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Darkdevil
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PostPosted: Sun Jun 21, 2015 10:31 am    Post subject: Reply with quote

O'Neill remains a top favorite DD writer for me, it was during his run (Micah Synn) that I really started to follow the character. While more closely associated with Batman, O'Neill's style of writing and characterization is a great fit for DD's world. Being sandwiched somewhat between Miller's iconic runs though means that his work is sadly often overlooked, which is why I wish Marvel would get off their butts and reprint more of his DD work (since we're living in the Golden Age of Reprints after all).

O'Neill's inner dialogue for Matt throughout this issue was masterful. His rising anger, frustration, aggravation, it slowly but surely builds and boils over. And in the space of three panels, via the flashback with Stick, O'Neill highlights a central tenet of Matt's character. Obey his father, listen to Stick, the influence of the women in his life, he's afraid to become the person he's capable of being.

Again, since this was around the same time as my intro to the character, I'll always have a strong fondness for Glori. Yes, certain aspects of her are fairly stereotypical, but I view her as a strong female character, one who came into Matt's life through trauma via her conflict with the Gael and who tried honestly to be a part of Matt's life. Her frustrations voiced here seem genuine and her conversation with Foggy throughout this issue was heartfelt and wonderfully executed, another masterful job done by O'Neill. (My only quibble is Foggy's line at the diner when he takes hold of Glori's hand, saying, "I like little girls". Sounds very odd, even today).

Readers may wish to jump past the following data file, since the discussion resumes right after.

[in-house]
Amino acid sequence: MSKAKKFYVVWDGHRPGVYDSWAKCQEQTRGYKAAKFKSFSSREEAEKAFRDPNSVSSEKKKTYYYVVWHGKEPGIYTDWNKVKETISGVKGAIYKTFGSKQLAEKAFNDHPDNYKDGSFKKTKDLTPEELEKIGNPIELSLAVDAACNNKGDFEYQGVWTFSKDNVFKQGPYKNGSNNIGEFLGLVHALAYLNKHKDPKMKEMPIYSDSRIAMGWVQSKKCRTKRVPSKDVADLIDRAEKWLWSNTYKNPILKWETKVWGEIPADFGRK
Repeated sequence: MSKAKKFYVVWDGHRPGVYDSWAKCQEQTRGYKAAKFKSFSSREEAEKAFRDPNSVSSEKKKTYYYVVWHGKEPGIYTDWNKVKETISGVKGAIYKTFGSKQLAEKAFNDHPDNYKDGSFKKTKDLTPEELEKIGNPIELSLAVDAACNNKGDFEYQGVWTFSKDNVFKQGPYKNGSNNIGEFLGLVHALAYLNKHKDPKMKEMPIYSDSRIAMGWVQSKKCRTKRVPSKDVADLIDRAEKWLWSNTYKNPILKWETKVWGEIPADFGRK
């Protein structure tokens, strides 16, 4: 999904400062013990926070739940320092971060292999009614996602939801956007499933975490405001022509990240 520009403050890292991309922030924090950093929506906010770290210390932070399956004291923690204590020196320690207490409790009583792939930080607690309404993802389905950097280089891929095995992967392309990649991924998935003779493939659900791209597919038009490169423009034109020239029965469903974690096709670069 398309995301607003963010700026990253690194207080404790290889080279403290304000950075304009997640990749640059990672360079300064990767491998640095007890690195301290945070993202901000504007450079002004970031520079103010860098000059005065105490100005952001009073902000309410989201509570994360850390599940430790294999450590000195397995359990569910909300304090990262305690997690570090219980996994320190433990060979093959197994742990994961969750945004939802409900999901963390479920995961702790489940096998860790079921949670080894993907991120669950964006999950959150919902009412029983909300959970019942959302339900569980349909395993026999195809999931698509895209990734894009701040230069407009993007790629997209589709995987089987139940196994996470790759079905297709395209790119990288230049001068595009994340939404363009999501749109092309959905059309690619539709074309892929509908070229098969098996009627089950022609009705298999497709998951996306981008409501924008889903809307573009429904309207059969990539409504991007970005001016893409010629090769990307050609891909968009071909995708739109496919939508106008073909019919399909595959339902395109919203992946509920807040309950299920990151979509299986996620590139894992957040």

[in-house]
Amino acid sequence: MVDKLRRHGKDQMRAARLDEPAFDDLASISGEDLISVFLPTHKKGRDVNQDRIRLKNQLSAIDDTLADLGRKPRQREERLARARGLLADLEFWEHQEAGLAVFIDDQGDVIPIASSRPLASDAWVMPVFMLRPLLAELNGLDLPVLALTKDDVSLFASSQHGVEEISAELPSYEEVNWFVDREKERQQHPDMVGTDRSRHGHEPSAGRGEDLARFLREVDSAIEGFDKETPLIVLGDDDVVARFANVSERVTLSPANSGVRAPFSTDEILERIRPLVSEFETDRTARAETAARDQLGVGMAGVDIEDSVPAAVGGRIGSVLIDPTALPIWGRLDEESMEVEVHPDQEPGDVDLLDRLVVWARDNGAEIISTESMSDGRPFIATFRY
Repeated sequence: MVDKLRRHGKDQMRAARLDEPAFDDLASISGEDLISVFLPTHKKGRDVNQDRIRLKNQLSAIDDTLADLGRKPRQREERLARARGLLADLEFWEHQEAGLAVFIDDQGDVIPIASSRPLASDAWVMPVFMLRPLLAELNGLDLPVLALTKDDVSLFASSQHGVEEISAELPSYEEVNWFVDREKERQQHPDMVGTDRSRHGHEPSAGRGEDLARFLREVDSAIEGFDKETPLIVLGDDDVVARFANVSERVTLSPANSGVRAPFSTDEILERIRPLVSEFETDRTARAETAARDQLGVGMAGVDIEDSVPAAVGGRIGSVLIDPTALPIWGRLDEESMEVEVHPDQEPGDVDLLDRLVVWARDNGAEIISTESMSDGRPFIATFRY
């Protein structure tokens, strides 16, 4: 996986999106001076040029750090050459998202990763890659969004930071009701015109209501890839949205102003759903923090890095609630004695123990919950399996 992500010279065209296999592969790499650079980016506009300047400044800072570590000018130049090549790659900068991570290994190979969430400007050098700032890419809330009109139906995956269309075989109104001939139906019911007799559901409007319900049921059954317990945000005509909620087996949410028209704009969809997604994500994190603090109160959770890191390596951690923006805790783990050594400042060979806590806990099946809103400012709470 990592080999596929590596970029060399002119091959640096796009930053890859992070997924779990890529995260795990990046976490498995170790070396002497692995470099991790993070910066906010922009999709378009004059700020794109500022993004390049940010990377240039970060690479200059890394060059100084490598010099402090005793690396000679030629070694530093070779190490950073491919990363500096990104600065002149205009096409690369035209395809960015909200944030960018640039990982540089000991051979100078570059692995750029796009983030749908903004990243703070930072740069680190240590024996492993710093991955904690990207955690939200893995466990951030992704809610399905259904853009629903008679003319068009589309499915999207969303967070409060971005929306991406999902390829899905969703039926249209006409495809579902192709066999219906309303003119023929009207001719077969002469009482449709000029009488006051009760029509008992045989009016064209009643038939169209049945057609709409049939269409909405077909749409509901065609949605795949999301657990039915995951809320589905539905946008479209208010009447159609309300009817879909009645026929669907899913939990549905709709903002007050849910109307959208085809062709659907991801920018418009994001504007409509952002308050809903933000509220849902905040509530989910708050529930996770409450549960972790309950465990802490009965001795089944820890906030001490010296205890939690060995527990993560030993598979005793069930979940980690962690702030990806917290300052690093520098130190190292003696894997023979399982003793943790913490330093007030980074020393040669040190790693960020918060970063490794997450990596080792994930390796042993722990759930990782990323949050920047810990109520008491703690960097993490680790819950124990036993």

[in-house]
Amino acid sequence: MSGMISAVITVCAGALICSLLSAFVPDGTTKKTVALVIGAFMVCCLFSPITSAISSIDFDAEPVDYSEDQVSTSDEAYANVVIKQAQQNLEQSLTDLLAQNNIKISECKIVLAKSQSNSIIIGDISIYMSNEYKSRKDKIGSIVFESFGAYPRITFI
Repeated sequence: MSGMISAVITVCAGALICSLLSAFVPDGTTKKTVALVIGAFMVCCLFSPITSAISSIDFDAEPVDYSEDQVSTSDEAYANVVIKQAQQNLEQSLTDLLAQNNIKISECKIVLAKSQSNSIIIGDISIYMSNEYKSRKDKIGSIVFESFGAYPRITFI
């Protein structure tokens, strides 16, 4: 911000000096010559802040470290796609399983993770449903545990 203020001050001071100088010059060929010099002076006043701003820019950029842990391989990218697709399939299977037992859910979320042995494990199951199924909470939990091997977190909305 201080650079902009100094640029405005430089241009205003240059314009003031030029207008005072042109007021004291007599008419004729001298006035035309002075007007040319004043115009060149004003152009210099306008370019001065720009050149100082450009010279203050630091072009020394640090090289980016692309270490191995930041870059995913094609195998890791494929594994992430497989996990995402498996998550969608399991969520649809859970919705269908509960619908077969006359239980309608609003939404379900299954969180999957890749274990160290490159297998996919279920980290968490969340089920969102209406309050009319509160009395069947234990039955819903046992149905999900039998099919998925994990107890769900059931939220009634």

I also like the nod to Foggy's tormentor Brad from Columbia, surely another subtle influence from Miller in this story.

With Melvin, his narration boxes were great too, I especially liked the one-page scene of his showering in the run-down room. Clearly, this part of his former life can upend his reformation, as he works to keep some semblance of sanity in order to save Betsy. In her own right, I too love how O'Neill shows Betsy, not as a mere damsel in distress, but as a capable woman whose able to use her training and experience in the best way she can under those circumstances in order to try and save herself, but perhaps more importantly, to save Melvin.

Mazz is one of my favorite all-time DD artists as well. While the praise he earned with his collaboration with Miller is rightly deserved, I love his work alongside O'Neill just as much. The fight scenes enacted here are graceful and brutal. Matt's toying with Melvin is cold and harsh. ("There are four ways I can take him out.....I use the pillar.") But in the end, it's Matt's comment over what is the difference between how the bullies treated him as a kid and how he just treated Melvin during this fight that really sends the message home. This whole issue is nothing but brilliant characterizations.

I will note though, the ending is rather abrupt. Usually there is some kind of "Up Next!" box at the tail end of these issues, but not here. In fact, the way this is collected in the Love Labours Lost TPB (which is what I re-read this issue from), it goes straight into 'The Badlands' short story by Miller, which makes it seem like this story may have been a back-up in #226. I just find it jarring, that's all.